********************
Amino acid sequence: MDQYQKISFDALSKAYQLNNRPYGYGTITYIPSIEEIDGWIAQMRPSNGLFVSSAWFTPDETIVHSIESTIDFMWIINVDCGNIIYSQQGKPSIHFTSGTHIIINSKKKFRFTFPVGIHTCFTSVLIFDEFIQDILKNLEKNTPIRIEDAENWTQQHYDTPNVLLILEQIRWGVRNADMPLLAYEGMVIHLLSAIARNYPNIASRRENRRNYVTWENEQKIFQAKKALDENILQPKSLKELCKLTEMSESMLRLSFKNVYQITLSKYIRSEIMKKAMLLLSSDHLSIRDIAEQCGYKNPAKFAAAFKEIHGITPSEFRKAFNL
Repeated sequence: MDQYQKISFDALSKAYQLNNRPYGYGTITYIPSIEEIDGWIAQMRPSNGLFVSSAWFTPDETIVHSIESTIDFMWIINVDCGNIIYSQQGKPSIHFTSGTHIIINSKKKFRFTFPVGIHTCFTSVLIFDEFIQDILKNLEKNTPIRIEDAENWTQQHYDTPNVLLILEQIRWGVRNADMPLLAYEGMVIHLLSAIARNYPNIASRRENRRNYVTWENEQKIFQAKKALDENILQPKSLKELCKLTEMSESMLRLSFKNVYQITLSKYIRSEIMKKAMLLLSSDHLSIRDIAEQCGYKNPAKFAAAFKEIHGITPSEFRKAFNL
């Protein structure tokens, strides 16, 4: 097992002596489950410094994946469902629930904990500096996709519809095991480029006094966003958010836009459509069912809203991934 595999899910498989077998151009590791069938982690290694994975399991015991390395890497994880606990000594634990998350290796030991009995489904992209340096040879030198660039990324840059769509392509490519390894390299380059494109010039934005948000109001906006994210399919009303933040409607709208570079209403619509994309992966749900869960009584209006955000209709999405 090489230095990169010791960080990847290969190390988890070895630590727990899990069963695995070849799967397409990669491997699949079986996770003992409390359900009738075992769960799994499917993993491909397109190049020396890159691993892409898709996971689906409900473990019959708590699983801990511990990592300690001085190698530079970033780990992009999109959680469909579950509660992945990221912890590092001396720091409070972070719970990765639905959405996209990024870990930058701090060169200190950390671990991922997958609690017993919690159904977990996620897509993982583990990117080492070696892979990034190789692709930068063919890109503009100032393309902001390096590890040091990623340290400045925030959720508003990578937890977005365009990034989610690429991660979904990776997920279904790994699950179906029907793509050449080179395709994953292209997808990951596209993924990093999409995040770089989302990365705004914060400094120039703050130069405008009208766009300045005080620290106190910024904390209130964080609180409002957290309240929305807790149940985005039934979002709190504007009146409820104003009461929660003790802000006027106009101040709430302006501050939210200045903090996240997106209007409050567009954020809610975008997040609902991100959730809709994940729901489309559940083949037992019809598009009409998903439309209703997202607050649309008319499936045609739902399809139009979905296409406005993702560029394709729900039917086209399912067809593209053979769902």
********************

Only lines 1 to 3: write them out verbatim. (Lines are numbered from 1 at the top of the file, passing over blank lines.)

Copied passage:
Amino acid sequence: MDQYQKISFDALSKAYQLNNRPYGYGTITYIPSIEEIDGWIAQMRPSNGLFVSSAWFTPDETIVHSIESTIDFMWIINVDCGNIIYSQQGKPSIHFTSGTHIIINSKKKFRFTFPVGIHTCFTSVLIFDEFIQDILKNLEKNTPIRIEDAENWTQQHYDTPNVLLILEQIRWGVRNADMPLLAYEGMVIHLLSAIARNYPNIASRRENRRNYVTWENEQKIFQAKKALDENILQPKSLKELCKLTEMSESMLRLSFKNVYQITLSKYIRSEIMKKAMLLLSSDHLSIRDIAEQCGYKNPAKFAAAFKEIHGITPSEFRKAFNL
Repeated sequence: MDQYQKISFDALSKAYQLNNRPYGYGTITYIPSIEEIDGWIAQMRPSNGLFVSSAWFTPDETIVHSIESTIDFMWIINVDCGNIIYSQQGKPSIHFTSGTHIIINSKKKFRFTFPVGIHTCFTSVLIFDEFIQDILKNLEKNTPIRIEDAENWTQQHYDTPNVLLILEQIRWGVRNADMPLLAYEGMVIHLLSAIARNYPNIASRRENRRNYVTWENEQKIFQAKKALDENILQPKSLKELCKLTEMSESMLRLSFKNVYQITLSKYIRSEIMKKAMLLLSSDHLSIRDIAEQCGYKNPAKFAAAFKEIHGITPSEFRKAFNL
């Protein structure tokens, strides 16, 4: 097992002596489950410094994946469902629930904990500096996709519809095991480029006094966003958010836009459509069912809203991934 595999899910498989077998151009590791069938982690290694994975399991015991390395890497994880606990000594634990998350290796030991009995489904992209340096040879030198660039990324840059769509392509490519390894390299380059494109010039934005948000109001906006994210399919009303933040409607709208570079209403619509994309992966749900869960009584209006955000209709999405 090489230095990169010791960080990847290969190390988890070895630590727990899990069963695995070849799967397409990669491997699949079986996770003992409390359900009738075992769960799994499917993993491909397109190049020396890159691993892409898709996971689906409900473990019959708590699983801990511990990592300690001085190698530079970033780990992009999109959680469909579950509660992945990221912890590092001396720091409070972070719970990765639905959405996209990024870990930058701090060169200190950390671990991922997958609690017993919690159904977990996620897509993982583990990117080492070696892979990034190789692709930068063919890109503009100032393309902001390096590890040091990623340290400045925030959720508003990578937890977005365009990034989610690429991660979904990776997920279904790994699950179906029907793509050449080179395709994953292209997808990951596209993924990093999409995040770089989302990365705004914060400094120039703050130069405008009208766009300045005080620290106190910024904390209130964080609180409002957290309240929305807790149940985005039934979002709190504007009146409820104003009461929660003790802000006027106009101040709430302006501050939210200045903090996240997106209007409050567009954020809610975008997040609902991100959730809709994940729901489309559940083949037992019809598009009409998903439309209703997202607050649309008319499936045609739902399809139009979905296409406005993702560029394709729900039917086209399912067809593209053979769902």